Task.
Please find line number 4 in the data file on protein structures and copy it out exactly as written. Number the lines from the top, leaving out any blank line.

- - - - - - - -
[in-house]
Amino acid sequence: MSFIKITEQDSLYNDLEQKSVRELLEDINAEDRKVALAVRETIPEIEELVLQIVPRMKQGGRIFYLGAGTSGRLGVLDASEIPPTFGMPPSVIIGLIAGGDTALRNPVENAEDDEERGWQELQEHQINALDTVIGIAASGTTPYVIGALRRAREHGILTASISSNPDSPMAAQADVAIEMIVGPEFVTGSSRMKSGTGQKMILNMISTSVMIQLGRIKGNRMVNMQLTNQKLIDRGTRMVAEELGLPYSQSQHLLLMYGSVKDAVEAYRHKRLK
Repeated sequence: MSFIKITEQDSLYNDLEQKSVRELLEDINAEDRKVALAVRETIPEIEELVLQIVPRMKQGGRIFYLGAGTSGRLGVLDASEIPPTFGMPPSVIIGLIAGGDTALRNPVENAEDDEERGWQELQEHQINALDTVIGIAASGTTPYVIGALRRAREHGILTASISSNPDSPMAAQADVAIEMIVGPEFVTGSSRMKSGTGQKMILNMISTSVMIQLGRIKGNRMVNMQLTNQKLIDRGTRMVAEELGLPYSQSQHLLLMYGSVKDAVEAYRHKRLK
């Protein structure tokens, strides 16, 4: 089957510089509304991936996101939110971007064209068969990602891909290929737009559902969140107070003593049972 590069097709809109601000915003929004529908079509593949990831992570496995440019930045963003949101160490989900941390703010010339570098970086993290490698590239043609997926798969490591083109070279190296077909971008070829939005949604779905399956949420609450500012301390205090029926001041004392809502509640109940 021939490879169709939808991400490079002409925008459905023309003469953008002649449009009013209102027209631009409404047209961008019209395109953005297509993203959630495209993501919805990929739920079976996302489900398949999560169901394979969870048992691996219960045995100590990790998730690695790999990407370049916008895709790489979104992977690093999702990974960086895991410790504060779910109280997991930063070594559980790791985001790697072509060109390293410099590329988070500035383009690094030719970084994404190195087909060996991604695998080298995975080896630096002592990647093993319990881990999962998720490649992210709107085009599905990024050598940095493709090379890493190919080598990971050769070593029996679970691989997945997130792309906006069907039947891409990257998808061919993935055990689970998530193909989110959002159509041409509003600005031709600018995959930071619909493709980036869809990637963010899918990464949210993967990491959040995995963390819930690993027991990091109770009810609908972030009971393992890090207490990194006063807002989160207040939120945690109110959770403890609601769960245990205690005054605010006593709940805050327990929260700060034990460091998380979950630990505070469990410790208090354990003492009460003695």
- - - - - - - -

């Protein structure tokens, strides 16, 4: 089957510089509304991936996101939110971007064209068969990602891909290929737009559902969140107070003593049972 590069097709809109601000915003929004529908079509593949990831992570496995440019930045963003949101160490989900941390703010010339570098970086993290490698590239043609997926798969490591083109070279190296077909971008070829939005949604779905399956949420609450500012301390205090029926001041004392809502509640109940 021939490879169709939808991400490079002409925008459905023309003469953008002649449009009013209102027209631009409404047209961008019209395109953005297509993203959630495209993501919805990929739920079976996302489900398949999560169901394979969870048992691996219960045995100590990790998730690695790999990407370049916008895709790489979104992977690093999702990974960086895991410790504060779910109280997991930063070594559980790791985001790697072509060109390293410099590329988070500035383009690094030719970084994404190195087909060996991604695998080298995975080896630096002592990647093993319990881990999962998720490649992210709107085009599905990024050598940095493709090379890493190919080598990971050769070593029996679970691989997945997130792309906006069907039947891409990257998808061919993935055990689970998530193909989110959002159509041409509003600005031709600018995959930071619909493709980036869809990637963010899918990464949210993967990491959040995995963390819930690993027991990091109770009810609908972030009971393992890090207490990194006063807002989160207040939120945690109110959770403890609601769960245990205690005054605010006593709940805050327990929260700060034990460091998380979950630990505070469990410790208090354990003492009460003695």